Organisations commissioning websites, web designers and developers should note that last month the DRCF (Digital Regulation Cooperation Forum) published an ICO (Information Commissioner’s Office) and CMA (Competition and Markets Authority) joint position paper: “Harmful design in digital markets: How Online Choice Architecture practices can undermine consumer choice and control over personal information”.
The DRCF is a collaboration between the UK’s four digital regulators: the ICO, the CMA, Ofcom (Office of Communications) and the FCA (Financial Conduct Authority).
The DRCF’s 2023/24 Workplan, published on 27 April 2023, stated that “The ICO and the CMA will publish a joint position paper on online choice architecture practices that lead to competition, consumer protection and data protection harms.”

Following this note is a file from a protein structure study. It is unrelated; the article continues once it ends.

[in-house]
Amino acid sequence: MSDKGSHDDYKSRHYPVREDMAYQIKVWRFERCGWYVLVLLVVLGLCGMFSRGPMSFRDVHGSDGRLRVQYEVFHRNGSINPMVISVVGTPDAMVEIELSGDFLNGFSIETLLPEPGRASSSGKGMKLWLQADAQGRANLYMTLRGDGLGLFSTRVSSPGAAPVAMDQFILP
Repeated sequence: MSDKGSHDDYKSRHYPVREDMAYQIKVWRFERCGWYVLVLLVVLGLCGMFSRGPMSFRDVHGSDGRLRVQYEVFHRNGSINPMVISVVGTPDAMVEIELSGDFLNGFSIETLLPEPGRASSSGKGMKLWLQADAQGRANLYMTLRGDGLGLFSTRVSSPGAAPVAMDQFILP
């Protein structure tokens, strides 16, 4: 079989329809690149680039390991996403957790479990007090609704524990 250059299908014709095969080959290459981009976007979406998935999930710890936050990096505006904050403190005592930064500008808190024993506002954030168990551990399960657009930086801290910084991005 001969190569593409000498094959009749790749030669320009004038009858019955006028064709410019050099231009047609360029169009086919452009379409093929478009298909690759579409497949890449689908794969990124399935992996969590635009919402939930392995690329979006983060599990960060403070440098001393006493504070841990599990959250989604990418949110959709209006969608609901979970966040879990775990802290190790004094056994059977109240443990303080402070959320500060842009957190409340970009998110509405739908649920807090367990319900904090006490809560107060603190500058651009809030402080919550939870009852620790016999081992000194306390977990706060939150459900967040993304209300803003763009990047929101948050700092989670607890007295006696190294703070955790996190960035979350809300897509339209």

The 42-page joint position paper sets out how online-choice architecture can lead to data protection, consumer and competition harms, and gives examples of potentially harmful practices. Such practices include harmful nudges and sludge, confirm shaming, biased framing, bundled consent and default settings.
Organisations should review their websites to make sure that they are adhering to the principles set out in the paper and take steps to remediate if they aren’t.
If any of our clients are interested in discussing harmful design practices and the alternatives available, the ICO and CMA will be holding a stakeholder workshop in the autumn about good design practices for privacy choices online.
User experience designers, information architects and any other stakeholders interested in online-choice design can register their interest by emailing email@example.com.